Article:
We’re running a weekly recap of The Mandalorian on Disney+ for season two. There are spoilers, duh! You’ve been warned.


The Mandalorian will never be the show I want it to be. I had a feeling this was the case during the first season, but after this last week’s premier, I’m certain of it.

I don’t know what I expected, honestly. Last year, when the first-live action Star Wars television series anchored the brand-new streaming service Disney+, all the press stills and trailers had me hyped for a lived-in, gritty take on the Star Wars universe told through the eyes—er, helmet—of an antihero bounty hunter.

That’s not to say I wanted The Mandalorian to go dark, per se.

But I am saying I could have settled for a morally ambiguous TV-PG version of my favorite galaxy far, far away.

What is this show then?

But The Mandalorian also really really wants to delight and tickle its Star Wars fanbase. To a fault.

Well, I’ve been around, and I hear people talk. Some of them keep calling The Mandalorian a Western. And the truth is, I don’t know about that. Not because they’re wrong. I just don’t know much about Westerns.

But I have seen a few of those old Clint Eastwood flicks. And inasmuch as those movies were set in dusty, lawless worlds where dingy bars and underworlds were the stages of illicit enterprise and crime, SURE. The Mandalorian may be a Western.

And it did seem a little too on the nose when they cast Justified’s Timothy Olyphant as a hardened, drawling Marshall of a Tatooine ghost town. Okay I’m starting to see it as I type this…

Also, have you guys noticed how with every deliberate step that Mando takes, you can hear something that sounds like spurs jingling on his boots?

Yeah, that settles it. The Mandalorian most definitely wants to be a Western.

Western-ish.

And you know what? That part is fun. That’s fine. Good, even.

I love that Mando operates in an unruly world where the geopolitical power once centralized in the Empire now exists only within the nefarious ambitions of scoundrels who wish to fill its vacuum.

That’s the makings of a good Star War.

But The Mandalorian also really really wants to delight and tickle its Star Wars fanbase. To a fault.

Why else would we have not one, but TWO extended scenes in which Sand People and Mando grunt—literally grunt—at each other in the Tusken tongue?

Who asked for that?

Let’s take a step back. This latest episode featured space cowboy Timothy Olyphant (Nice!) riding a speeder bike (Cool!) made from scrap pieces of young Anakin Skywalker’s Phantom Menace podracer (Okay, too far!).

It turns out, Lucasfilm likes to include these fan nuggets solely for arousing the kind of guy who watches The Mandalorian with his family, only to interrupt the action and blurt out, “Hey, that’s a Krayt dragon, the skeletal remains of which were first seen on screen in 1977’s A New Hope!”

A Guy. Like. MEEEEE.

So it’s kinda fun, kinda dumb in that way.

Here’s the thing I really don’t like, and it’s the same thing that plagued the middle half of the first season. It’s this whole monster-of-the-week story structure.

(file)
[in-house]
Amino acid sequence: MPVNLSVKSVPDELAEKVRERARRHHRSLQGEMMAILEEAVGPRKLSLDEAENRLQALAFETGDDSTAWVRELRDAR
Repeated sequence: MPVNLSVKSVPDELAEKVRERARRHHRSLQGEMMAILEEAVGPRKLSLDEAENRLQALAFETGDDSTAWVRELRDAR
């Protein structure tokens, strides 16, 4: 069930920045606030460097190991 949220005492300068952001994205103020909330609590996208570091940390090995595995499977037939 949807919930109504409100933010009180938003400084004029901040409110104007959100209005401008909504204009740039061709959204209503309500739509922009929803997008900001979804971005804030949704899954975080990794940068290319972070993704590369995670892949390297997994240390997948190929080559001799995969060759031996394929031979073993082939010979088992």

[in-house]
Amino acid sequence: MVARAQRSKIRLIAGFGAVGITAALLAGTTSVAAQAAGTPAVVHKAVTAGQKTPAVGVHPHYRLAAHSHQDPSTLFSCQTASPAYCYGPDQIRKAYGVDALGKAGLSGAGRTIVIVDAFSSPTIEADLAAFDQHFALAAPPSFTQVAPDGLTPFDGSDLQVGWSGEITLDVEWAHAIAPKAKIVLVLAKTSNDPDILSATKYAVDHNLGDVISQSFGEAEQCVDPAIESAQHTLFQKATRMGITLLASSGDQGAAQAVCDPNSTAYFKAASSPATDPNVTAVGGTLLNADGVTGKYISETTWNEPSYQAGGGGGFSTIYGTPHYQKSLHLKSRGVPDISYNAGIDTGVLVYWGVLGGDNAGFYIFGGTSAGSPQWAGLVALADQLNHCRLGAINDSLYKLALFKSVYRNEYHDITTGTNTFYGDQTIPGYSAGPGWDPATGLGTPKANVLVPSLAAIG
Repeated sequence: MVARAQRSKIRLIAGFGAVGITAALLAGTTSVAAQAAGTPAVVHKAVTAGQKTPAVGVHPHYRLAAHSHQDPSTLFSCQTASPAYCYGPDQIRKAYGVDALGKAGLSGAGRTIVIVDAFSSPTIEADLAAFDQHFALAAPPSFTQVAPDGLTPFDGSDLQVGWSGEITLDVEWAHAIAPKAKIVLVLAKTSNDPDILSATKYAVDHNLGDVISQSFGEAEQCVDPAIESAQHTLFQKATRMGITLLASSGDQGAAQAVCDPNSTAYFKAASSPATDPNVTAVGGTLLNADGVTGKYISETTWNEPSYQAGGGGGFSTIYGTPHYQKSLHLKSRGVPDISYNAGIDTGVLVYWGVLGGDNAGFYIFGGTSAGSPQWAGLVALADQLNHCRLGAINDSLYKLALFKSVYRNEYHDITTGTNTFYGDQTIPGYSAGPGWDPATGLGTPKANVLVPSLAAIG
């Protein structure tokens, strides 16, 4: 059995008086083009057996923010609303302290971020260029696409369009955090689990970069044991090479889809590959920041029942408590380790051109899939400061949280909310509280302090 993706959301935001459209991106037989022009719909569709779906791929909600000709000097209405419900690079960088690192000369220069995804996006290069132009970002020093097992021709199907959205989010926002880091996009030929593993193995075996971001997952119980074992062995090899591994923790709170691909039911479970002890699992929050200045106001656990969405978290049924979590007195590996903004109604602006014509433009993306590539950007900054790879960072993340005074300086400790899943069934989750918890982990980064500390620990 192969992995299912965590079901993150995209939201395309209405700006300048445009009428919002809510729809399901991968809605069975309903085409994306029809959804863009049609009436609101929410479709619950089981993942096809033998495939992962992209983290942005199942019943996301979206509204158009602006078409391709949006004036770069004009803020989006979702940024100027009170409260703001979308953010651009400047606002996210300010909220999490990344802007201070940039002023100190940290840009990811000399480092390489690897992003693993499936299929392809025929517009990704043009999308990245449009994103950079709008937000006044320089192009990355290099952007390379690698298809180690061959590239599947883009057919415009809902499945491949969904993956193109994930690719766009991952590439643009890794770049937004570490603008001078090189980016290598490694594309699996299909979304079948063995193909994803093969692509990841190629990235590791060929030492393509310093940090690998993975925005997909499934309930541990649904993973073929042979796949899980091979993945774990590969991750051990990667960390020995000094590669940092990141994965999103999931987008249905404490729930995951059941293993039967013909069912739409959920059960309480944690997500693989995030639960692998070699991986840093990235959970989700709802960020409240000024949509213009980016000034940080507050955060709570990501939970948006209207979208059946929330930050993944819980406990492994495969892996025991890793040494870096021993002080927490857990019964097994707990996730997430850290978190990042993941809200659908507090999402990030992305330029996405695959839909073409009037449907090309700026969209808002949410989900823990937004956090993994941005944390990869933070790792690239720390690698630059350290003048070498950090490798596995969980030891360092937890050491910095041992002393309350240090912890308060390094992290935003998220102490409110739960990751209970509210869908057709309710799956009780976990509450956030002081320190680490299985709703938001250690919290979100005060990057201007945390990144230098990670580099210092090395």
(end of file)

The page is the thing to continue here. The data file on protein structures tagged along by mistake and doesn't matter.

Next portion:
Let’s think back on that first season. A hardened bounty hunter saves an adorable target from annihilation because he can’t bear to kill a foundling. Because he too was once a foundling.

And so he must protect the Child as his own.

This is the way, guys.

And so Mando raced from one planet to another, escaping his own capture, protecting the Child, fighting a big boss in one episode, solving a puzzle in another, making friends and enemies all along the way.

It’s a videogame, basically. And this latest episode dialed that story structure up to 11.

Now we learn that this season’s arc will be Mando trying to return the Child to his kind because the life of a bounty hunter is no life for a kid. Makes sense.

EXCEPT, in order to find his kind, you must first find other Mandalorians. One in particular is hiding on Tatooine.

BUT before you can find him, you must take the Mandalorian armor from the Marshall, because it doesn’t belong to him.

YET before you can do that, you must help the Marshall kill the Krayt dragon.

WHICH CANNOT HAPPEN UNTIL you unite The Tusken Raiders with The Village People to slay the beast together.

Which they do.

This is the way these episodes are going to go, isn’t it?

That’s a disappointment, especially since the end of season one teased the heck out its finale.

Remember how the last season ended with Gus from Breaking Bad playing a bad guy from the old Empire. He wields a dark saber, an item of significance for dorks who read extended universe stuff, and I’m just not that deep enough in it, sorry!

But it looked way cool.

And then…nothing.

Fast forward to the end of this episode, and it turns out that the missing Mandalorian is most definitely Boba Fett, who survived the Sarlac pit all along, only to stand upon a high hill and scowl in the desert before the theme song and credits play.

Which is, beat for beat, exactly how they ended the first season with Empire Gus and his mean face and dark saber.

So it’s all rather silly.

But most importantly, it’s a Star War! And I’m just the type of guy who thinks that even a bad, dumb Star War is a net good for the world.

And so, it’s within that spirit that I’ll be here every week commiserating and celebrating this mess of a show with you. See you then!


Leave a Reply

Your email address will not be published. Required fields are marked *